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that one week later i wasn't smoking. [ male announcer ] along with support, chantix is proven to help people quit smoking. it reduces the urge to smoke. some people had changes in behavior, thinking or mood, hostility, agitation, depressed mood and suicidal thoughts or actions while taking or after stopping chantix. if you notice any of these stop taking chantix and call your doctor right away. tell your doctor about any history of depression or other mental health problems, which could get worse while taking chantix. don't take chantix if you've had a serious allergic or skin reaction to it. if you develop these stop taking chantix and see your doctor right away as some can be life-threatening. if you have a history of heart or blood vessel problems, tell your doctor if you have new or worse symptoms. get medical help rightway if you have symptoms of a heart attack. use caution when driving or operati machinery. common side effects include nausea, trouble sleeping and unusual dreams. it helps to have people around you... they say, you're much bigger than this. and you are. [ male announcer ] ask your doctor if chantix is right for you.
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>> neither our president nor russian president knew the mic was on in seoul, south korea when the president said the words and some critics say the president gave us a glimpse into his future foreign policy if he wins the second term. did the media do enough? >> they didn't seem terribly interested and didn't really want to connect it to other great events like dick cheney and back in 2000, major league, if you remember that one. and joe biden and the health care bill. this is why television can be so compelling.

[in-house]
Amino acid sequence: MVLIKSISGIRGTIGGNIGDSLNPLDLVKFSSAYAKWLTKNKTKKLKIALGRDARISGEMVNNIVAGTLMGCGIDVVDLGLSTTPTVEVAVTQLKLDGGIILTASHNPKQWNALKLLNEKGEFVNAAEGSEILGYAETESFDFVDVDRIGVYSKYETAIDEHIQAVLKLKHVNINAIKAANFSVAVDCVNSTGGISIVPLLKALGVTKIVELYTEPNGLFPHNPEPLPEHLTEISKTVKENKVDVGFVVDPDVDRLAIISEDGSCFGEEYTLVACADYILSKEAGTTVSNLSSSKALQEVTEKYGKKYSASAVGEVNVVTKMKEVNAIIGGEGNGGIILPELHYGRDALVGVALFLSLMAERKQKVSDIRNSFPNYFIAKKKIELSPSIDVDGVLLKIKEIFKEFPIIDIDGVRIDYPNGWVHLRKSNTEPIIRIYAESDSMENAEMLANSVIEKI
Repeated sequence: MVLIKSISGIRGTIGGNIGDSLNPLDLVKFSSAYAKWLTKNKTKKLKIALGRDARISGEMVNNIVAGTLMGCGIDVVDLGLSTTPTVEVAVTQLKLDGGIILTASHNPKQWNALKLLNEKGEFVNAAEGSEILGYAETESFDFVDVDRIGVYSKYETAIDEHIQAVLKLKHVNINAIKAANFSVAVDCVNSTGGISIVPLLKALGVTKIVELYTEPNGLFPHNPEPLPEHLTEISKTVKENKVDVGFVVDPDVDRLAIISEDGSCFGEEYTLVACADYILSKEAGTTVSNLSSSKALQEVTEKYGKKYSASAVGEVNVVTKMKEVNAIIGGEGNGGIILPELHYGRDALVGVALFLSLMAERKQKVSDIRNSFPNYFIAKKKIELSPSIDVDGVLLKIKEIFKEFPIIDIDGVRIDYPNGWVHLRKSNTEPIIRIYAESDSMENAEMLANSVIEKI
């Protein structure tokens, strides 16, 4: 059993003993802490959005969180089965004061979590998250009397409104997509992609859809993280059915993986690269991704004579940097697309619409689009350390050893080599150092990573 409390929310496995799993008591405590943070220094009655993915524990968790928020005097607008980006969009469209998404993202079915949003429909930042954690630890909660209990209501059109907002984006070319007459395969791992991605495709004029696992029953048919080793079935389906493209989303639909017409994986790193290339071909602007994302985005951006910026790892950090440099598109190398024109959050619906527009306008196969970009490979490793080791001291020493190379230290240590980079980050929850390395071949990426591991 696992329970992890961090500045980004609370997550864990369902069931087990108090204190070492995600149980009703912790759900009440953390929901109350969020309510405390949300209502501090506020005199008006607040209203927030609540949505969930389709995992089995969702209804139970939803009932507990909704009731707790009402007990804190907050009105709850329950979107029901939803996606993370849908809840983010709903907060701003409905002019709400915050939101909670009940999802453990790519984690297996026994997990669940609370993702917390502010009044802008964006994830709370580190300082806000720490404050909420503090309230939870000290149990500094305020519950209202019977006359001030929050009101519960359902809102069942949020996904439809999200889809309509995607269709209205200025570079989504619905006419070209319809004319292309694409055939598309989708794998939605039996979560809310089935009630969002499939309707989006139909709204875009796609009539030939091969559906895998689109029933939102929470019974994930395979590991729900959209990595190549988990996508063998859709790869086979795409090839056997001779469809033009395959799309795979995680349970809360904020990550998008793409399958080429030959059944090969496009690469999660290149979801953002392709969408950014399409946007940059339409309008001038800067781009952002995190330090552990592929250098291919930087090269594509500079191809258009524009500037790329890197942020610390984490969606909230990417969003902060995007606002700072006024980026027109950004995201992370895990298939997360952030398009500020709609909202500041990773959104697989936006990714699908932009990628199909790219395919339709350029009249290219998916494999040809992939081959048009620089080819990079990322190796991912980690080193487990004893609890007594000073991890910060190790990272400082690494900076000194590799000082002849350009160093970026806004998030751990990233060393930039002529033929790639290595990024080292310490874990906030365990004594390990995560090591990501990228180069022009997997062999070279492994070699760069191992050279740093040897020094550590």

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>> jon: it isn't just talking about politics, it's talking about foreign policy and disarmament. >> two frightening things were said in that exchange. the first was the president of the united states whispering not thinking he's listened to except by the russian president and the said after the election i'll have more flexibility. flexibility for what, once you're reelected and a moment out of the dr. strangelove when the russian president i will transmit this information to vladimir and that is scary. >> monica, in a sense, the story, which is a legitimate story and should be a political issue, i think, because it reflects a lot about this president and his views an undermined by speaker boehner, as long as the president is overseas we're not going to criticize him. why not? why not criticize him when he does something like at that over j seas as opposed to american territory. i don't get the standard.